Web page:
Oil glands are normal parts of the skin and mouth.  People typically "discover" these pinpoint white-yellow elevations of the skin and mistake them for a disease. This image displays small yellow bumps on the oil glands of the upper lip typical of Fordyce spots. This image displays Fordyce spots.
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Fordyce Spots  Information for adults

Picture of Fordyce Spots: Oil glands are normal parts of the skin and mouth.  People typically "discover" these pinpoint white-yellow elevations of the skin and mistake them for a disease. Divider line
Oil glands are normal parts of the skin and mouth. People typically "discover" these pinpoint white-yellow elevations of the skin and mistake them for a disease.
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Overview
Fordyce spots are normal large, superficial sebaceous (oil-producing) glands seen on the moist tissue that lines some organs and body cavities (mucosal surfaces). The "spots" are asymptomatic and can be found on the head of the penis, the inner foreskin, and, most commonly, at the border of the lips. These sebaceous glands are not associated with hair follicles. These lesions are asymptomatic, but itching or irritation may occur if people treat the bumps inappropriately.
Who's At Risk
Fordyce spots can appear at any point in life, but the incidence of appearance increases with age, with the largest prevalence in elderly patients.
Signs and Symptoms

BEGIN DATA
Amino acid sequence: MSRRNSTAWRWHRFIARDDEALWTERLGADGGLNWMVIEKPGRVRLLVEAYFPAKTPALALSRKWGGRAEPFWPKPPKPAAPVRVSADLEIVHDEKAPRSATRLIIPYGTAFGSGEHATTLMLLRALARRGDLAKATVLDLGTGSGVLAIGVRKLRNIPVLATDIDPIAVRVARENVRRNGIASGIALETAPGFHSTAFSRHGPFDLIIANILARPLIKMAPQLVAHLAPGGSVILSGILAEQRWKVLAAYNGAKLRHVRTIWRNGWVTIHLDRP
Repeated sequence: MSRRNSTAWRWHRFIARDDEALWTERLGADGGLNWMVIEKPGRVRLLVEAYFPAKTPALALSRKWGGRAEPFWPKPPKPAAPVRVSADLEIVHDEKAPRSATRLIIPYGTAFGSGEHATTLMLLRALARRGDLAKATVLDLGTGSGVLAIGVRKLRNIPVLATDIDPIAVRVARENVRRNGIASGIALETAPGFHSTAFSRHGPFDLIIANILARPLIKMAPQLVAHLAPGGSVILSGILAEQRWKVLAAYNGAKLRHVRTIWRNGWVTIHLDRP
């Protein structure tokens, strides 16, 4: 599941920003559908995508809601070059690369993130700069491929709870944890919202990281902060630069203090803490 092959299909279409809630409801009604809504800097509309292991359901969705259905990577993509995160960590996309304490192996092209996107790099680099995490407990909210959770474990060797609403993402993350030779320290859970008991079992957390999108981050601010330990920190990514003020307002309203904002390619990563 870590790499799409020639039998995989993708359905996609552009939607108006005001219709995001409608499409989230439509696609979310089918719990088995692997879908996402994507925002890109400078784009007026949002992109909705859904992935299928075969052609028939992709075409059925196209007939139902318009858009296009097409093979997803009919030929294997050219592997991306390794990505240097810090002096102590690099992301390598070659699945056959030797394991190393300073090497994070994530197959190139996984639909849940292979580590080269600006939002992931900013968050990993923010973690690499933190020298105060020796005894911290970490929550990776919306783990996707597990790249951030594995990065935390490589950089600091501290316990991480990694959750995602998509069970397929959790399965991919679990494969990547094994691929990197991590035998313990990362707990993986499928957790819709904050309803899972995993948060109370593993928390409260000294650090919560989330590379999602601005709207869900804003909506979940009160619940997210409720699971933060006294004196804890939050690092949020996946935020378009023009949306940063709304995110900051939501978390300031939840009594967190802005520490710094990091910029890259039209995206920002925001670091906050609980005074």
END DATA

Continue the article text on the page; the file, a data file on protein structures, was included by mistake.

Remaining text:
• The most common location for Fordyce spots is at the border of the lips, especially near the corners of the mouth. Other locations include the back portions of the inner cheeks and inside the mouth, including the tonsils. The head of the penis and inner portion of the foreskin may be affected as well.
  • Multiple (usually less than 10) 1–2 mm, painless, yellowish papules are seen.
Self-Care Guidelines
None necessary.
When to Seek Medical Care
Fordyce spots are normal and non-cancerous (benign), but seek medical evaluation if Fordyce spots become itchy or irritated.
Treatments Your Physician May Prescribe
  • No treatment is needed.
  • If irritation is noted, mild topical steroids may provide relief but should be used with caution.

References

Bolognia, Jean L., ed. Dermatology, pp.1656. New York: Mosby, 2003.

Freedberg, Irwin M., ed. Fitzpatrick's Dermatology in General Medicine. 6th ed, pp.672, 786, 805. New York: McGraw-Hill, 2003.
Last Updated: 22 Dec 2008